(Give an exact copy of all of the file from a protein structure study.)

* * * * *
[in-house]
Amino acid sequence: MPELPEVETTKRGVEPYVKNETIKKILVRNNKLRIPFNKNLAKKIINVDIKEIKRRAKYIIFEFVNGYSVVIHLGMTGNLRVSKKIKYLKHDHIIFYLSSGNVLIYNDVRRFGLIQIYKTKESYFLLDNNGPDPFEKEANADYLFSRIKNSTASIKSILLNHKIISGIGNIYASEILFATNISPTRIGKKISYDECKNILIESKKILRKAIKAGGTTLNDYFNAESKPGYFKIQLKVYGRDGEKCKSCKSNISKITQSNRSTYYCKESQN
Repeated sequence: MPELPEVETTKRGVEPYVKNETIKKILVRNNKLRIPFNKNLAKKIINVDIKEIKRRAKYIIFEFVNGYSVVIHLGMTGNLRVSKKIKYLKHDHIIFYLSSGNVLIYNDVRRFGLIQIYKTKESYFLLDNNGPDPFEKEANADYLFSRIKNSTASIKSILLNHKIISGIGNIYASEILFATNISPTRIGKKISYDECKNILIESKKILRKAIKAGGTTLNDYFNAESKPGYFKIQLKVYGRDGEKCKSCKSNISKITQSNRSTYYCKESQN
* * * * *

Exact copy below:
[in-house]
Amino acid sequence: MPELPEVETTKRGVEPYVKNETIKKILVRNNKLRIPFNKNLAKKIINVDIKEIKRRAKYIIFEFVNGYSVVIHLGMTGNLRVSKKIKYLKHDHIIFYLSSGNVLIYNDVRRFGLIQIYKTKESYFLLDNNGPDPFEKEANADYLFSRIKNSTASIKSILLNHKIISGIGNIYASEILFATNISPTRIGKKISYDECKNILIESKKILRKAIKAGGTTLNDYFNAESKPGYFKIQLKVYGRDGEKCKSCKSNISKITQSNRSTYYCKESQN
Repeated sequence: MPELPEVETTKRGVEPYVKNETIKKILVRNNKLRIPFNKNLAKKIINVDIKEIKRRAKYIIFEFVNGYSVVIHLGMTGNLRVSKKIKYLKHDHIIFYLSSGNVLIYNDVRRFGLIQIYKTKESYFLLDNNGPDPFEKEANADYLFSRIKNSTASIKSILLNHKIISGIGNIYASEILFATNISPTRIGKKISYDECKNILIESKKILRKAIKAGGTTLNDYFNAESKPGYFKIQLKVYGRDGEKCKSCKSNISKITQSNRSTYYCKESQN